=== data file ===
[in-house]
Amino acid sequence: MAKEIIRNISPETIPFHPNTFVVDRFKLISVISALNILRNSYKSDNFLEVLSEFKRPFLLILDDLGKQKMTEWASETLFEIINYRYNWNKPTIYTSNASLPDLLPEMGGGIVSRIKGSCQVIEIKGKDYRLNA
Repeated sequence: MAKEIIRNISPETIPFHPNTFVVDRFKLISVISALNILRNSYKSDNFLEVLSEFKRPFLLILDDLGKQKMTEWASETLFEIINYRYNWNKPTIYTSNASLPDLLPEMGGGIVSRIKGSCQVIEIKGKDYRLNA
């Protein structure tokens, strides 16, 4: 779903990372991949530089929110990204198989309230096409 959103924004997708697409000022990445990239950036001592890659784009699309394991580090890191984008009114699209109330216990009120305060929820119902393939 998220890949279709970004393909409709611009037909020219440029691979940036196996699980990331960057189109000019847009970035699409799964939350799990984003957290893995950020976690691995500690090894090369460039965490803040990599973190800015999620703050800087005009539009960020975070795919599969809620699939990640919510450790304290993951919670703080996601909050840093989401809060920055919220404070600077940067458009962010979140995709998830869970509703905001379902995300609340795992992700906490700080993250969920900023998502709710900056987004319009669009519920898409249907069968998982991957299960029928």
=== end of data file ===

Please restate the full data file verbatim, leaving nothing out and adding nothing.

[in-house]
Amino acid sequence: MAKEIIRNISPETIPFHPNTFVVDRFKLISVISALNILRNSYKSDNFLEVLSEFKRPFLLILDDLGKQKMTEWASETLFEIINYRYNWNKPTIYTSNASLPDLLPEMGGGIVSRIKGSCQVIEIKGKDYRLNA
Repeated sequence: MAKEIIRNISPETIPFHPNTFVVDRFKLISVISALNILRNSYKSDNFLEVLSEFKRPFLLILDDLGKQKMTEWASETLFEIINYRYNWNKPTIYTSNASLPDLLPEMGGGIVSRIKGSCQVIEIKGKDYRLNA
């Protein structure tokens, strides 16, 4: 779903990372991949530089929110990204198989309230096409 959103924004997708697409000022990445990239950036001592890659784009699309394991580090890191984008009114699209109330216990009120305060929820119902393939 998220890949279709970004393909409709611009037909020219440029691979940036196996699980990331960057189109000019847009970035699409799964939350799990984003957290893995950020976690691995500690090894090369460039965490803040990599973190800015999620703050800087005009539009960020975070795919599969809620699939990640919510450790304290993951919670703080996601909050840093989401809060920055919220404070600077940067458009962010979140995709998830869970509703905001379902995300609340795992992700906490700080993250969920900023998502709710900056987004319009669009519920898409249907069968998982991957299960029928």